As a side note to the Alex Smith facemask, that’s the same facemask style that the two greatest QBs in 49er history wore… so even if he doesn’t play like Joe or Steve, at least he’ll look the part.

  • JBizzle | August 12, 2011 at 8:29 am |

    “Spatting is when players tape over their cleats for ankle support, which in turn covers up the Under Armour logo.”

    I actually think most poeple spat their cleats because it looks cool… something those cleats definitely do not.

    • Andy | August 12, 2011 at 9:28 am |

      Yeah. Seems like you could just move the logos to the toe area like Nike’s already done on its football cleats. Oh, wait. Under Armour already puts their logo on the toe on many of their models (including this prototype uber hi-top), thereby making the whole issue of the spat covering up the logo A NON-ISSUE, because the logo is already in a spot that won’t be taped over! Some people are really dense. This stuff isn’t that hard to figure out.

      • JBizzle | August 12, 2011 at 9:39 am |

        For real. Or they could just get USC some UnderArmour tape to spat their cleats with if they really throwing two more logos on top of the two or three that are otherwise on the uniforms (not counting sweatbands and other things like that) will really make that big of a marketing difference.

        • Nick O | August 12, 2011 at 10:00 am |

          That is actually a genius idea. How has nobody thought of that yet?

        • JBizzle | August 12, 2011 at 10:22 am |

          I’m having the patent drawn up as we speak.

  • Paul | August 12, 2011 at 8:32 am |
  • Bruce Menard | August 12, 2011 at 8:45 am |

    Paul,

    Glad to have been able to contribute to what turned out to be such an excellent and thought provoking article.

    Cheers!
    ~Bruce

  • Kellen D | August 12, 2011 at 8:46 am |

    So wait…Does Under Armour think they’ve invented the high-top?

    • Andy | August 12, 2011 at 9:29 am |

      No, but they are taking credit for the first football/wrestling boot hybrid.

  • walter | August 12, 2011 at 8:51 am |

    Regarding that Miami Beach double-decker script: Two-level titles have mixed success in sports. Perhaps the best was the New Jersey Nets road blues in the ’80s, but I don’t have anything nice to say about the Oklahoma City Thunder’s uniforms. Sticking with the basketball theme, Illinois State’s uniforms in the 1970s had “Illinois” in tiny letters going *through* huge letters spelling “STATE”.

  • CL | August 12, 2011 at 8:54 am |

    So much for innovation. I look at combining a cleat and an ankle brace rather clever. But around here, just bring on the bashing.

    • DanKing9 | August 12, 2011 at 9:08 am |

      It’d be one thing if they did it for the sole purpose of eliminating spatting, but they say the real reason is so their logo isn’t covered. That’s why it is getting bashed.

    • Jowen | August 12, 2011 at 9:11 am |

      It looks like a wrestling shoe with cleats. I wouldn’t call that innovative.

      • Boomtown | August 12, 2011 at 5:07 pm |

        Uhh, has anyone done it before? I don’t think so, so I WOULD call that innovative.

  • Rob S | August 12, 2011 at 8:56 am |

    If UA just kept their logo down by the toes, like on their prototype, then spatting becomes a non-issue, since the toes don’t get taped over, right?

    • Nick O | August 12, 2011 at 9:41 am |

      Toes aren’t primo real estate as far as the shoe is concerned. Otherewise, everyone would do it.

      • Andy | August 12, 2011 at 1:21 pm |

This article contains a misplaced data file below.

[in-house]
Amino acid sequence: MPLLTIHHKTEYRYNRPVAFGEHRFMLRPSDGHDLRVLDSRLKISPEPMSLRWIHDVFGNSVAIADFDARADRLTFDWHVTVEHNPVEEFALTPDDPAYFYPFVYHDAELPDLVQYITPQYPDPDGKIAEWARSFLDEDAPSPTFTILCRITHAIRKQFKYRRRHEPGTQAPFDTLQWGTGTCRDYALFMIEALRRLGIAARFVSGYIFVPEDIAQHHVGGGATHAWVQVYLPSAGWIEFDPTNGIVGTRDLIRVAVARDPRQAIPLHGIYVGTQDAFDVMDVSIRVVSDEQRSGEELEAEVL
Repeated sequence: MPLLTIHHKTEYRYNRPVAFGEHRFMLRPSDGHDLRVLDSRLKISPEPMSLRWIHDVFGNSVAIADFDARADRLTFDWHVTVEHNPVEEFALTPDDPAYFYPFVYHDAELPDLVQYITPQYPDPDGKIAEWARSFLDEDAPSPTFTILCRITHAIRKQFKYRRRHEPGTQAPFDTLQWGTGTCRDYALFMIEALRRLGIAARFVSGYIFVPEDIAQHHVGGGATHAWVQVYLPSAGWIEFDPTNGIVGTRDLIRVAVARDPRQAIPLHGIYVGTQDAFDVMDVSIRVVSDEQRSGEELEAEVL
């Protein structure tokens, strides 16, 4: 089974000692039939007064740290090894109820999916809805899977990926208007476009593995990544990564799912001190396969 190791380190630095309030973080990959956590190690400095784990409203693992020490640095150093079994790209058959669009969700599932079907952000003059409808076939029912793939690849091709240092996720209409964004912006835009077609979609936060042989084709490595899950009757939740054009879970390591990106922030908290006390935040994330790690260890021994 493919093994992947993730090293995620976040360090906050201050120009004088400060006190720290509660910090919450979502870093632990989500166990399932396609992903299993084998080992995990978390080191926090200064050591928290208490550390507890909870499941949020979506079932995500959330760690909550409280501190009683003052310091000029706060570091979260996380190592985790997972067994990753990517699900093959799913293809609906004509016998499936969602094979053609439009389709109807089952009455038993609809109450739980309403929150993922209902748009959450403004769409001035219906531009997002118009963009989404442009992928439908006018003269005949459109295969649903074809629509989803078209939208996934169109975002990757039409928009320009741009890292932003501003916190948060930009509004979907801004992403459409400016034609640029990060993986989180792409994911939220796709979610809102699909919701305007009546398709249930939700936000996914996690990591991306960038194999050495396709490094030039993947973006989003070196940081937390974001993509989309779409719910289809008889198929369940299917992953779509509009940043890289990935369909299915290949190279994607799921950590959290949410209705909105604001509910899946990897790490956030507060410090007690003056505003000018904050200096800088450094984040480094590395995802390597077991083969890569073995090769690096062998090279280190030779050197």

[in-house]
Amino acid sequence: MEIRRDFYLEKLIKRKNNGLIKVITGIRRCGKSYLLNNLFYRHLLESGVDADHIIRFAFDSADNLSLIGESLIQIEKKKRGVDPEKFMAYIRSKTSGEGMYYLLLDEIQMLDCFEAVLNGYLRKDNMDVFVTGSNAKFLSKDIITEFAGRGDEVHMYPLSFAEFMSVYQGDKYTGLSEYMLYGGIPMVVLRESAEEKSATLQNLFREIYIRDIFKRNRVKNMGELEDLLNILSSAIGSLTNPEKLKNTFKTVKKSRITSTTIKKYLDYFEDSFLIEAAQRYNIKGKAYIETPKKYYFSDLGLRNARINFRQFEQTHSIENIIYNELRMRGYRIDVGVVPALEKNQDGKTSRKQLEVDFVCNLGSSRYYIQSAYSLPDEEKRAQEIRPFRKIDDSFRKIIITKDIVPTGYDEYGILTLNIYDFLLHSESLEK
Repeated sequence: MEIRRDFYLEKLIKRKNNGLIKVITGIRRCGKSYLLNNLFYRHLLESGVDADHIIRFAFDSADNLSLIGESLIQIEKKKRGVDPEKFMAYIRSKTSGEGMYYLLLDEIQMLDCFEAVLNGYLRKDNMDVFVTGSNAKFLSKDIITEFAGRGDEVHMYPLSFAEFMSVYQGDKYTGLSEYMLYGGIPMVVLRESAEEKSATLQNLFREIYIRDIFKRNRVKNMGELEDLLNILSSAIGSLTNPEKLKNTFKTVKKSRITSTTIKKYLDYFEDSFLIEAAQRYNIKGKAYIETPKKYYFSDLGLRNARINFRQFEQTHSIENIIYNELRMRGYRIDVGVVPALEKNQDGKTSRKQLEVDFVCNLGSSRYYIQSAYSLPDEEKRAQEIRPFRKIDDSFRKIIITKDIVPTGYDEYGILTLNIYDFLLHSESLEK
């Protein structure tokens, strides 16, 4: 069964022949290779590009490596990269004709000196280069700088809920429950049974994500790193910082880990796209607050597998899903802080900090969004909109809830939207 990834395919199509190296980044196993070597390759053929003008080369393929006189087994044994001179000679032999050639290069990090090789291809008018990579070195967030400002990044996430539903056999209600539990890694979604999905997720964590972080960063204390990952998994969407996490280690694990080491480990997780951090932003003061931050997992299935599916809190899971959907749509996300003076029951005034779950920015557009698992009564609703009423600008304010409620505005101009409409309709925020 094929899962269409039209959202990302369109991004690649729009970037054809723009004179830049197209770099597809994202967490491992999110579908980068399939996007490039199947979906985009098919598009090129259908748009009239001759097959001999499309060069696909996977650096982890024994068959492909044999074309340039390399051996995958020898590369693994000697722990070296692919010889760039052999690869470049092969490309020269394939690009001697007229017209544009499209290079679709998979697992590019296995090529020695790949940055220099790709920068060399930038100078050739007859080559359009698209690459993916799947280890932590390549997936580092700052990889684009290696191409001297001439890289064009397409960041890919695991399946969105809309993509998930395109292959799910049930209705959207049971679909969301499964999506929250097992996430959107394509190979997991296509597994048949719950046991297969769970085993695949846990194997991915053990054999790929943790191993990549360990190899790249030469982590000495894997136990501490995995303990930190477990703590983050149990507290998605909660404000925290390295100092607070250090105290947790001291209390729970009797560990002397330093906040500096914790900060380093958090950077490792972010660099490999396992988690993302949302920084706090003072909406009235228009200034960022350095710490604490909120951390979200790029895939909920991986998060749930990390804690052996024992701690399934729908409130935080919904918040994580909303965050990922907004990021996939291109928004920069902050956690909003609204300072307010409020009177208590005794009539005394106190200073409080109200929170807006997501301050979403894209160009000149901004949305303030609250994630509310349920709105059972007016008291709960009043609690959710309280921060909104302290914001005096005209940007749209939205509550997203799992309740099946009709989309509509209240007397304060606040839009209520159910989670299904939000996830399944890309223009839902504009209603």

Everyone is doing it, at least on football cleats.

  • JTH | August 12, 2011 at 9:10 am |

    I’ll go out on a limb and say that the Wu-Tang Clan won’t be endorsing this product line.

  • R.S. Rogers | August 12, 2011 at 9:21 am |

    Love the white-crown, blue brim Montreal cap Jackie is wearing. Hope EFF is watching; they need to make that cap pronto. Ditto for those Miami Beach caps.

    And does this photo have anything to do with the Nats/A’s kerfuffle that led to the Senators wearing those beautiful white caps?

    • Jim Hayden | August 12, 2011 at 9:49 am |

      Teddy Ballgame didn’t become the Senator’s manager until 1969, the “white cap” incident was in 1967.

    • Capital Z | August 12, 2011 at 9:53 am |

      So THAT’s where Joe DiMaggio had gone away to.

      • R.S. Rogers | August 12, 2011 at 11:46 am |

        “Teddy Ballgame turns his lonely eyes to you, woo-woo-woo / What’s that you say, Mrs. Robinson / Joltin’ Joe is coaching for the A’s, hey hey hey”

  • Andy | August 12, 2011 at 9:32 am |

    Hate to say it, because there’s obviously a lot of hard work that has gone into this, but my favorite part of Tommy Stafford’s La Salle redesign is the original LS monogram in the first slide. The rest of it is just another case of an overly aggressive, comic book sports logo. The front view of the horse’s head is really not working, either.

    • walter | August 12, 2011 at 11:18 am |

      I bet part of what ADs are looking for is a sports “look”, a common thread linking athletic programs with other schools. Freethinkers and out-of-the-box types need not apply. Italic typefaces with windswept serifs mark your program as “21st Century” and “Varsity Hip”. Of course, an angry mascot is required.

    • pflava | August 12, 2011 at 12:48 pm |

      “Hate to say it, because there’s obviously a lot of hard work that has gone into this, but my favorite part of Tommy Stafford’s La Salle redesign is the original LS monogram in the first slide.”

      I thought the same thing. They had a nice logo – no need to change it.

      • R.S. Rogers | August 12, 2011 at 1:05 pm |

        I love what Stafford did for the wordmark and especially the LS initials. But I much prefer the older mascot, though maybe that’s just because it looked like Harry Flashman.